Saturday was a hot day, so after a scorching afternoon going to Art Crank in NE Minneapolis, we cooled off watching the new Spidey flick.

I have to admit I wasn’t all that enthused to see this so if it wasn’t for my hubby’s insistence, I probably would’ve waited for its VOD release. Fortunately it ends up being a pretty decent flick which is NOT an origin story, thank goodness!

It’s fun to see Peter Parker being a proper teenager and Tom Holland is perfectly believable in the role. Some of the banters between him and his BFF Ned (Jacob Batalon) seems too cutesy with all the ‘awesome’ which at times doesn’t ring true. But as the film progressed it didn’t bother me and they do have some fun memorable moments. Our young’un hero is far more eager to be a hero than in past interpretations but I’m glad actually gets to do something heroic and does it on his own account.

I hadn’t paid much attention to this film so I was pleasantly surprised to see Michael Keaton as the villain. He’s definitely one of the best villains in the plethora of Spidey movies I’ve seen over the years. My fave is still Doc Ock (Alfred Molina) from Sam Raimi’s Spider-man 2 and Keaton’s Adrian Toomes is right up there with him. I like villains who are more of a tragic character, not an all-out monster hellbent on destroying the world. I enjoyed watching Keaton as a cross between Batman and Birdman when he’s wearing the birdlike costume, but his character actually has some depth. There’s also a pretty bizarre father-daughter storyline here that I did not see coming.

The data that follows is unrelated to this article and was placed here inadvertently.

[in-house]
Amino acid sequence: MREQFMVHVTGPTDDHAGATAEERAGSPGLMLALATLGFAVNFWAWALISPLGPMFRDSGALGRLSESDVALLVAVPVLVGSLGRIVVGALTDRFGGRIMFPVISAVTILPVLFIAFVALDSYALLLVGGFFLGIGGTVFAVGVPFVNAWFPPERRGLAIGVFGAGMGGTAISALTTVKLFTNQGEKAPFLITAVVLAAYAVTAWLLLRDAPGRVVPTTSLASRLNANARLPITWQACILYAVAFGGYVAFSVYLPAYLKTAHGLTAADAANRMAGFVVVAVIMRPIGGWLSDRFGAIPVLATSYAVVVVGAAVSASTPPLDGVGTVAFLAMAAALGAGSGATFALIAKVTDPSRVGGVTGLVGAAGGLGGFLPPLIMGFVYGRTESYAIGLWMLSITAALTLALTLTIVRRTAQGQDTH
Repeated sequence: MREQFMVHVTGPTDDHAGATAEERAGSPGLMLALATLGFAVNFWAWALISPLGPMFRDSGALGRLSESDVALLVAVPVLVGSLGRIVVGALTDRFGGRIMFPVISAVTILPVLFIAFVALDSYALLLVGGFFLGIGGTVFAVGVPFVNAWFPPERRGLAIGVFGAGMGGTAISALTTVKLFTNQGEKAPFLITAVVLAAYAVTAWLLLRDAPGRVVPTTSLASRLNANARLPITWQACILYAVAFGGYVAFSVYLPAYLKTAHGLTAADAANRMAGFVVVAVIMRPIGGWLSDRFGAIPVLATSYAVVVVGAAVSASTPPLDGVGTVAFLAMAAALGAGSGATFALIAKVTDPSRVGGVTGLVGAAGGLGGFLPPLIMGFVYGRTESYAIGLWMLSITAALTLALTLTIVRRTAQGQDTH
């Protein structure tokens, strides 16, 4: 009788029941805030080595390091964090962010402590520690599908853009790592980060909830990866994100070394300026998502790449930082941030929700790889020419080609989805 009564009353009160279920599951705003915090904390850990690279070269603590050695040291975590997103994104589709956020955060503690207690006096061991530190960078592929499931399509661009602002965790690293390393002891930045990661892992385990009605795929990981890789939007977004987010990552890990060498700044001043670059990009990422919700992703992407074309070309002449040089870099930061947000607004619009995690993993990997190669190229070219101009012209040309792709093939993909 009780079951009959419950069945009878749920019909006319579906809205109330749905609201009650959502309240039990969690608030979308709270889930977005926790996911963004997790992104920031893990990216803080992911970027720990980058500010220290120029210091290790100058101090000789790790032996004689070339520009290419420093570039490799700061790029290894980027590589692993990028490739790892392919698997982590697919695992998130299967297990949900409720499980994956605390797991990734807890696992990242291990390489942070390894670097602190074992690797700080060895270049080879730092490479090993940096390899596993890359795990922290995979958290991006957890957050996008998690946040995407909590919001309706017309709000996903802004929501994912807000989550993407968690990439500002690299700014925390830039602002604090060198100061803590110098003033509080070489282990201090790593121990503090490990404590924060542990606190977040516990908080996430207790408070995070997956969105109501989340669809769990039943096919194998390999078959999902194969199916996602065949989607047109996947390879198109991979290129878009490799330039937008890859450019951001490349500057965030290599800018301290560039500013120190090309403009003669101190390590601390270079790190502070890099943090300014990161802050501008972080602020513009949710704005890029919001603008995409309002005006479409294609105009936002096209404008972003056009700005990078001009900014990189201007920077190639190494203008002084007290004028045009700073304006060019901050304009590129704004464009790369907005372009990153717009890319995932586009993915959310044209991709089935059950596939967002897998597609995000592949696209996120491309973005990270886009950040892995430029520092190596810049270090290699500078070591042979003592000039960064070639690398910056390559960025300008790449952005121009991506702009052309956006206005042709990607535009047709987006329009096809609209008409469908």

The movie starts out pretty light, Peter’s fanboy-ing over Tony Stark also gets overdone, but the movie actually grows darker with a genuine sense of dread. I am however quite puzzled by the hype over Zendaya in this movie. Not because her acting wasn’t good but her character barely registers here to even make any impact. Yes I appreciate that she’s not just another love interest but I wish the slew of writers actually gave her something to do. The movie does hint that she perhaps will have a larger role in the inevitable sequels.